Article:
We manually search for 23 bp target sites (5'-N 20 NGG-3') within exons of genomic DNA sequences of Dschyb (GenBank: KX096216.1) on the website of http://crispr.dbcls.jp/. Based on the optimization principles (Nymark et al. 2016), three single guide RNA (sgRNA) sequences were designed to introduce two Bsa I flanking sites and named in sgRNA1-F, sgRNA2-F and sgRNA3-F, respectively (Table 1). Golden gate cloning was used to assemble sgRNA, which allows to obtain nearly one hundred percent correct recombinant plasmids (Vecchione et al. 2019). For assembly of sgRNA, equal volumes of 100 μM oligos 1 and 2 were mixed and then incubated at 80℃ for 10 min. After that, the mixture was cooled slowly to room temperature, resulting in a double-stranded insert with 4-nt 5′ overhangs at both ends. Annealed double-stranded oligonucleotides together with pKSE401 was used to set up restriction-ligation reactions using Bsa I and T4 ligase (NEB, Ipswich, USA). The reaction was incubated orderly in a thermocycler for 2 h at 37℃, 5 min at 50℃ and 10 min at 80℃. Consequently, the constructed plasmids were named as pKSE401-sgRNA1, pKSE401-sgRNA2 and pKSE401-sgRNA3, which correspond to the regions in exon 3 and 1 of Dschyb, respectively (Fig. 1). Using these constructed plasmids, D. salina cells were transformed separately with salt gradients method (Feng et al. 2020). After 2–3 days transformation, cells were cultured in fresh medium with 700 µg/mL G418 in a 12-well plate at 26℃ light incubator. And then, transformed cells were plated on the solid antibiotic-free medium (0.8% agarose, w/v) to obtain single colonies. During 10 days culture, culture dishes were inverted and placed in an illuminated incubator with 12 h light / 12 h dark (26 °C) photo-period. Finally, the positive colonies were detected by polymerase chain reaction (PCR) amplification and gene sequencing.

Table 1 The primers used for different vectors construction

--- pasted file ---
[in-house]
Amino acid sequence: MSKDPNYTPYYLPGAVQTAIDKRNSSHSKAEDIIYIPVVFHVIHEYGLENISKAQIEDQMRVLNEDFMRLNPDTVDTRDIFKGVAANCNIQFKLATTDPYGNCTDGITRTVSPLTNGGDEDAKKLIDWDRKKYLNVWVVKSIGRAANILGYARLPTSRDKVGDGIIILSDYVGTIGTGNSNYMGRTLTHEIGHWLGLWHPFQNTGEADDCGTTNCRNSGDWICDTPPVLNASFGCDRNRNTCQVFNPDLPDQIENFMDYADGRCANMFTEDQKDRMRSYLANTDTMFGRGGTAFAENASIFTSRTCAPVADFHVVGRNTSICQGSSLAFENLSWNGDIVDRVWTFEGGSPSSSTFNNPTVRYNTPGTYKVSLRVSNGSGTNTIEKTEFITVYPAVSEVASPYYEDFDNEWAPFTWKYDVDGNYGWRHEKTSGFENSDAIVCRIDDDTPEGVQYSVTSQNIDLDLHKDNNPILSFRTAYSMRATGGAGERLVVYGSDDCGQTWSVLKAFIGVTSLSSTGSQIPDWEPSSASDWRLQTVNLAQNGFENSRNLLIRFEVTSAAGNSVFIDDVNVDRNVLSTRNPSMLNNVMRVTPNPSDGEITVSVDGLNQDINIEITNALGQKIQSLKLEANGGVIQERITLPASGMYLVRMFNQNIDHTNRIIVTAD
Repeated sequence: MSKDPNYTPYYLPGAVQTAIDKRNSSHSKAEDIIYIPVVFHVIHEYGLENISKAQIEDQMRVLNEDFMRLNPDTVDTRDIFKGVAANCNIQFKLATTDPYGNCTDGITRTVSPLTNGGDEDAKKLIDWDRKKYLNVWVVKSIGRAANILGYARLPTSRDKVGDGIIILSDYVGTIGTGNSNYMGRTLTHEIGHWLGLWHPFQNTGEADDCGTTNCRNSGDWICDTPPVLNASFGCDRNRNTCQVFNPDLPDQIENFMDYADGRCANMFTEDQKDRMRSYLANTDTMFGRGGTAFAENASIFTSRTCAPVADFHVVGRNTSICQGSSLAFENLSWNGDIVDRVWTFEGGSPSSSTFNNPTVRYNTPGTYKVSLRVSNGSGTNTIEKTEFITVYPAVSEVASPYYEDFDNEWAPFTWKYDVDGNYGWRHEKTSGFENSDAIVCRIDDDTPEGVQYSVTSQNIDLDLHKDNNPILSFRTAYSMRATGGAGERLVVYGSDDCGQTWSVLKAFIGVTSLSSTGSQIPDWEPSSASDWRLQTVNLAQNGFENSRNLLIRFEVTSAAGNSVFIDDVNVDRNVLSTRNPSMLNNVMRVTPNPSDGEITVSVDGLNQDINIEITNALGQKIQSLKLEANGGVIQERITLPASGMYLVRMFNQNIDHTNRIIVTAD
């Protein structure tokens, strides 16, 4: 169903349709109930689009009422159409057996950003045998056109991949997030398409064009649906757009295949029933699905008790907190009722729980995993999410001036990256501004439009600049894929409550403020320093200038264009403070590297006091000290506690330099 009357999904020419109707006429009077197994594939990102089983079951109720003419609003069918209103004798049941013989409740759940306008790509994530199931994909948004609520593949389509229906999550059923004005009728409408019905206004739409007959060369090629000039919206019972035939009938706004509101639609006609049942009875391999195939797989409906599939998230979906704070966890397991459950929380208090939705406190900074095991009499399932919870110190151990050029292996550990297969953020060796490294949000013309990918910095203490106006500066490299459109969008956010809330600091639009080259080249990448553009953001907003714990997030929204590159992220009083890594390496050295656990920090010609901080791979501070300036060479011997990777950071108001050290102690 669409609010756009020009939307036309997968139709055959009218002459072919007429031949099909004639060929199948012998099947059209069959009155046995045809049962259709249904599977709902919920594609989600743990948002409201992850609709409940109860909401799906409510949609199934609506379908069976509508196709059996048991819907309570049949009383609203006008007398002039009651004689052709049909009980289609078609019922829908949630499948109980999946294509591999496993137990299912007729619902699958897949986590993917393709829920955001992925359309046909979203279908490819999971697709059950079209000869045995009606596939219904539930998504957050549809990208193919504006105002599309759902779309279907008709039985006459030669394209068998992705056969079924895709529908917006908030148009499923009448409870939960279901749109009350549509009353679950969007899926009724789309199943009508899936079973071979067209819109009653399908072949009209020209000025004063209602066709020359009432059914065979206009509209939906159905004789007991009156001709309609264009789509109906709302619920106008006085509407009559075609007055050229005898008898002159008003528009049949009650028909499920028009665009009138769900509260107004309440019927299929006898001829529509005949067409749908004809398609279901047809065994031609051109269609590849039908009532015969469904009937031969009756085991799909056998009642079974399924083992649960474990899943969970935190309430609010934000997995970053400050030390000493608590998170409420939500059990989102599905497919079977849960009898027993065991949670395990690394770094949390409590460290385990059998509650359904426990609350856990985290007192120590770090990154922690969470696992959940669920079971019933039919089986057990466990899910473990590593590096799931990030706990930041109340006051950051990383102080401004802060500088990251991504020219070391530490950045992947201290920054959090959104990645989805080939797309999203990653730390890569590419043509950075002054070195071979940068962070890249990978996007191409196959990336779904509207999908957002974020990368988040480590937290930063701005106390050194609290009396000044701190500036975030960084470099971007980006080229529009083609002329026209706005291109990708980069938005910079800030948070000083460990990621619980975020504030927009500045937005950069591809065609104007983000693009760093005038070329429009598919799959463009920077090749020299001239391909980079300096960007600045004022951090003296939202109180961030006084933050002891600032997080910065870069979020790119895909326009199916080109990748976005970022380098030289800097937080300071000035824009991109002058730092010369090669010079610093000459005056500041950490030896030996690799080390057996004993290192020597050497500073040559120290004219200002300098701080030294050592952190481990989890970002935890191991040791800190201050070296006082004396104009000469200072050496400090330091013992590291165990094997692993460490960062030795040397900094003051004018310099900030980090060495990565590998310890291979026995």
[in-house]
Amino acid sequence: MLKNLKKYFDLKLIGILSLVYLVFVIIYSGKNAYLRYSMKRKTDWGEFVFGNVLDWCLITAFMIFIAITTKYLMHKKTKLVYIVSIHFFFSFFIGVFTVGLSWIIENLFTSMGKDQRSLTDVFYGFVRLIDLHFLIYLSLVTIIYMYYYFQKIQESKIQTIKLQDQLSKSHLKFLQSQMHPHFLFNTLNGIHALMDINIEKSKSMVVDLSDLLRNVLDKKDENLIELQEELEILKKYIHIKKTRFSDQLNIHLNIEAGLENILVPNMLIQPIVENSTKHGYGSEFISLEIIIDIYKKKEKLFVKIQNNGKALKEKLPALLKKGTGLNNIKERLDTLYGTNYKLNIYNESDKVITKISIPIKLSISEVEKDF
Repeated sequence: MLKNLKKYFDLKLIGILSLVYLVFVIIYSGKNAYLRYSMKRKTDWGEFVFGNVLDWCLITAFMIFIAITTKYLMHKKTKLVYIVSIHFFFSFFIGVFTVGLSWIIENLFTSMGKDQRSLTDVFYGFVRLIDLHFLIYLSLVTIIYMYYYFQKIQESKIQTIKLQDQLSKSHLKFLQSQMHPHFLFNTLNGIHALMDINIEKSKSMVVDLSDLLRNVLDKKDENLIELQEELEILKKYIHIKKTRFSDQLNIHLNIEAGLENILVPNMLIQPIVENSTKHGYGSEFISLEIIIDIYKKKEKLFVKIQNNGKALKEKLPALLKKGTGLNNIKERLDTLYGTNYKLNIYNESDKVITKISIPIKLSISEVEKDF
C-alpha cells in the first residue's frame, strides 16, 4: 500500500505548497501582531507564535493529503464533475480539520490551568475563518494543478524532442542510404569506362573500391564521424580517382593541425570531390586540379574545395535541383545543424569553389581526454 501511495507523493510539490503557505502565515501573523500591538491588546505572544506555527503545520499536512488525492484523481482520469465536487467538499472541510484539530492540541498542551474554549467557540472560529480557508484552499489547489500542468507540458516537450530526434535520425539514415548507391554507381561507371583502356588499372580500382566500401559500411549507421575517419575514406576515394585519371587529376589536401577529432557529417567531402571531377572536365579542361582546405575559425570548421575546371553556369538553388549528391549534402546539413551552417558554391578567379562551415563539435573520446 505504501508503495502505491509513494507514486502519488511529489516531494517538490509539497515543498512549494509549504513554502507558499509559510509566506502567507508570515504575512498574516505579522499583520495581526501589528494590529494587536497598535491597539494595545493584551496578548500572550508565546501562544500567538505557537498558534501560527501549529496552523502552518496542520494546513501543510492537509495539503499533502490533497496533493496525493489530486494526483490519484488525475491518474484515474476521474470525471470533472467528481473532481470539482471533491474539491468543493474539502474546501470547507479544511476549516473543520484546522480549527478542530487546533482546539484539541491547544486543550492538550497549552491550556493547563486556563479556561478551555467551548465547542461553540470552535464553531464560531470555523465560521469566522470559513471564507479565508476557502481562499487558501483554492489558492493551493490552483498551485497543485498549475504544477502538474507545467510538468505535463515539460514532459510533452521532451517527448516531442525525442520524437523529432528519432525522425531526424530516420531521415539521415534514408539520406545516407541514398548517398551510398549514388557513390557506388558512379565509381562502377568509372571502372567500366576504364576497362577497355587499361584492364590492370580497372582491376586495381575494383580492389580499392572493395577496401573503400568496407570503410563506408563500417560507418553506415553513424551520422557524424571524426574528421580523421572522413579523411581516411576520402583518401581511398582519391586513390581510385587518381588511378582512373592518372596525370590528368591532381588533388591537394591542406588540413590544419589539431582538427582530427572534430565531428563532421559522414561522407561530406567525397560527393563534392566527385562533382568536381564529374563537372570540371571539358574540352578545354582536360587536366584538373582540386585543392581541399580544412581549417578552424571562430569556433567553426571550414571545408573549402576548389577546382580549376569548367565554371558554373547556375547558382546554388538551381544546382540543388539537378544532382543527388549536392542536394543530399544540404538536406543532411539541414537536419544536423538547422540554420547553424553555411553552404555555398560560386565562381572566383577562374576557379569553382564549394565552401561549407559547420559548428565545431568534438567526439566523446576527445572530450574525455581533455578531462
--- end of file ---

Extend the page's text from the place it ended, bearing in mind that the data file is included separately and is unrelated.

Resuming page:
Fig. 1
figure1

Schematic diagram of three sgRNA targeting sites for Dschyb locus. Blue module represents exon; Orange line represents intron; Orange marked sequence is PAM site

PCR identification of mutants

The single algae colonies were picked with a 10 µL inoculation loops and re-suspended in fresh medium. Another portion of the same single colony was directly used for single algae colony PCR with the Phire Plant Direct PCR Master Mix kit (Thermo Fisher Scientific, Shanghai, China). Briefly, a 0.5 mm single algae colony was picked from the agar plate using a pipette. The samples were placed directly into 50 µL PCR reactions. Reactions were run following the cycling conditions: 5 min at 98 ℃, then 35 cycles of 5 s at 98 ℃, 5 s at 58.4 ℃, 40 s at 72 ℃, and a final extension of 1 min at 72 ℃. The PCR products were analyzed by 1% agarose gel electrophoresis. Next, Mutants were screened by analyzing the size of PCR products. Sanger sequencing reactions of PCR products were carried out by Sangon Biotech Co., Ltd (Shanghai, China). Finally, DNA sequences were analyzed with the snapgene software.

sgRNA transcription in vitro and cleavage assay

Using pKSE401 as the template, forwards primers were designed for adding the T7 promoter sequence (TTAATACGACTCACTATAGG) into sgRNA loop by PCR. T7 sgRNA-R-common was used as the reverse primer to obtain the final DNA fragment for transcription in vitro. PCR was carried out using 2X high fidelity PCR master mix (Sangon, Shanghai, China) as follows: initial denaturation at 95 ℃ for 30 s, 35 cycles of 95 ℃ for 15 s, 58 ℃ for 15 s and 72 ℃ for 20 s, a final extension at 72 ℃ for 5 min, and termination at 4 ℃. The T7-sgRNA primer sequence are summarized in Table 2, which named T7-sgRNA-F1, T7-sgRNA-F2, and T7-sgRNA-F3, respectively. The corresponding DNA were transcribed in vitro with the HiScribe T7 high yield RNA synthesis kit (NEB, Ipswich, USA). Next, sgRNAs (T7-sgRNA1, T7-sgRNA2 and T7-sgRNA3) for targeting Dschyb were produced with the transcriptions in vitro.

Table 2 The primers used for sgRNA transcription in vitro and target genes

Before cleavage assay, total RNAs were purified using Trizol (Cwbio, Taizhou, China) and finally dissolved in RNase free water. Purified RNA was quantified by spectrometry for further use. To obtain the RNP complex harbouring pre-assembled Cas effector protein and the targeting sgRNA, equimolar amount of Cas protein (YSY, NanJing, China) and sgRNA were incubated in a sterile 1.5 mL eppendorf tube at 37 ℃ for 15 min along with 3 µL 10X Cas buffer and milliQ water to a final volume of 30 µL. After 15 min incubation, 400 ng of target DNA was added into the reaction mixture and incubated again for 1 h. And then, Cas9 nuclease was inactivated at 65 °C for 10 min. The target DNA was amplified from the host genomic DNA with the high fidelity PCR master mix (Sangon, Shanghai, China) using primers CHY-F and CHY-R (Table 2). After that, PCR fragments were analyzed by 1% agarose gel electrophoresis. Simultaneously, this assay was performed with individual ribonucleoprotein (RNP) complex or with different duplex combinations.

Comparison of β-carotene hydroxylase level in D. salina and its pigment analysis